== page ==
Fanny, Annie, and Danny
directed by Chris Brown
starring Jill Pixley, Carlye Pollack, Jonathan Leveck, Colette Keene
If your family was Eastern Europe, this is what Yugoslavia must have felt like. Holidays are never happy in Fanny’s (Pixley) family. Rather than a pleasant matriarch full of hugs and good wishes, she can only return to her foul-mouthed mother Edie. Fifteen minutes early for dinner? Stand outside. After all, Christmas must be perfect, and any deviations from plans will destroy it. Edie openly despises Fanny — she’s less than perfect and obsessive / compulsive to the point of barely living on her own, and not at all like her perfect brother Danny or her equally foul-mouthed sister Annie. Except for Danny, Edie berates everyone, including her mild and doughy husband Ronnie (George Killingsworth), who pines for those balmy days in that North Vietnamese POW camp. Edie would be banned by the Geneva Convention, and even the Taliban would hesitate to deploy her. With a dropped tuna wiggle and the Seagram’s running low, Edie escalates to Defcon 2: everything must be just so, and any and all deviations will be met with shock and awe. It’s Christmas, dammit!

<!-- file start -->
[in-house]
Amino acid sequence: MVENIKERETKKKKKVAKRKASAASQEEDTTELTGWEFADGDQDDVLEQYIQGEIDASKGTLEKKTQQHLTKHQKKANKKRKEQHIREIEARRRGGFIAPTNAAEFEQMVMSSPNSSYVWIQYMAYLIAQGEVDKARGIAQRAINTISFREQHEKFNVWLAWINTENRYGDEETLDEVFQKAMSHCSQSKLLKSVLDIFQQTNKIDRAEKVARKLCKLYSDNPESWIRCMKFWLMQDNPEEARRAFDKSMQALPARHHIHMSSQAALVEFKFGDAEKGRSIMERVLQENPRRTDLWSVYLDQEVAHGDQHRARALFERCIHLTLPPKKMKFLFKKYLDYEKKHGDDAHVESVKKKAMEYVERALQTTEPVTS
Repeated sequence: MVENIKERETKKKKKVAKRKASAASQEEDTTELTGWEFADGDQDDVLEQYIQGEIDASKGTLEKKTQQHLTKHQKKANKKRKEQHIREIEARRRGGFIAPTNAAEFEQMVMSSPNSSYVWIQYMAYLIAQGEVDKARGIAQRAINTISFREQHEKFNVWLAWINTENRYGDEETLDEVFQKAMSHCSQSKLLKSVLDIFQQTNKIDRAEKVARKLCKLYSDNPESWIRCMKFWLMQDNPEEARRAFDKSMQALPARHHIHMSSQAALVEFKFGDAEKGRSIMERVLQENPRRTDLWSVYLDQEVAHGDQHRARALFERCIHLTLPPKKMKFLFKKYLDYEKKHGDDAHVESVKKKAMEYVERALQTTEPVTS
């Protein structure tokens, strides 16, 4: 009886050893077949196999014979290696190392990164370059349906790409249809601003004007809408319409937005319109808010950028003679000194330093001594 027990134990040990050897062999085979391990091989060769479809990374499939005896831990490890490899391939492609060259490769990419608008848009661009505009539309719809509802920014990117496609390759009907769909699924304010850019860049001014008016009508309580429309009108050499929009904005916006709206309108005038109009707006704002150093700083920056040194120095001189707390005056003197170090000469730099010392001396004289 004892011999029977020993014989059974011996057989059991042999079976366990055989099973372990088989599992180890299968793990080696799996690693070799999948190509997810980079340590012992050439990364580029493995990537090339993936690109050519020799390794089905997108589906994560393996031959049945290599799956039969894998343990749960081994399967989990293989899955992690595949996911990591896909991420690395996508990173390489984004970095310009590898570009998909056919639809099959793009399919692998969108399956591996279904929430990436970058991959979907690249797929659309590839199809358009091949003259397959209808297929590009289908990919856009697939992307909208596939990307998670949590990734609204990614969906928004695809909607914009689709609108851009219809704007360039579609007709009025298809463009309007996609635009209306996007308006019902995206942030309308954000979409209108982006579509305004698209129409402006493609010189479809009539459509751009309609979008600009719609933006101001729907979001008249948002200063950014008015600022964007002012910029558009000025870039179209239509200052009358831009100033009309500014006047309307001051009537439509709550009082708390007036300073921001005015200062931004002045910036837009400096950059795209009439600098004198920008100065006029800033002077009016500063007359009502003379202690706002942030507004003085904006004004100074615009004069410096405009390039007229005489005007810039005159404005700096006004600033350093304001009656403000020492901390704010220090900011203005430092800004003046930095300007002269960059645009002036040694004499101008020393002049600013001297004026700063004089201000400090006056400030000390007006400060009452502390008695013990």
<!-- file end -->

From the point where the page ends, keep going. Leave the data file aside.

Brown’s storytelling is intimate yet brutal. We are all focused on our own local problems, and the ones in this movie are really no worse than most: job loss, inability to finance a dream wedding, getting caught embezzling, or just the loss of all your war mementos in the course of cleaning the garage. Where this film makes you squeal is how it crescendos — there’s a tsunami of emotions and a fatal outcome just behind the decal of Edie’s Holiday cheer. Shocking as Brown’s film is, you feel sympathy for the fallen — they can’t possibly be worse after the credits than when dinner was on the table.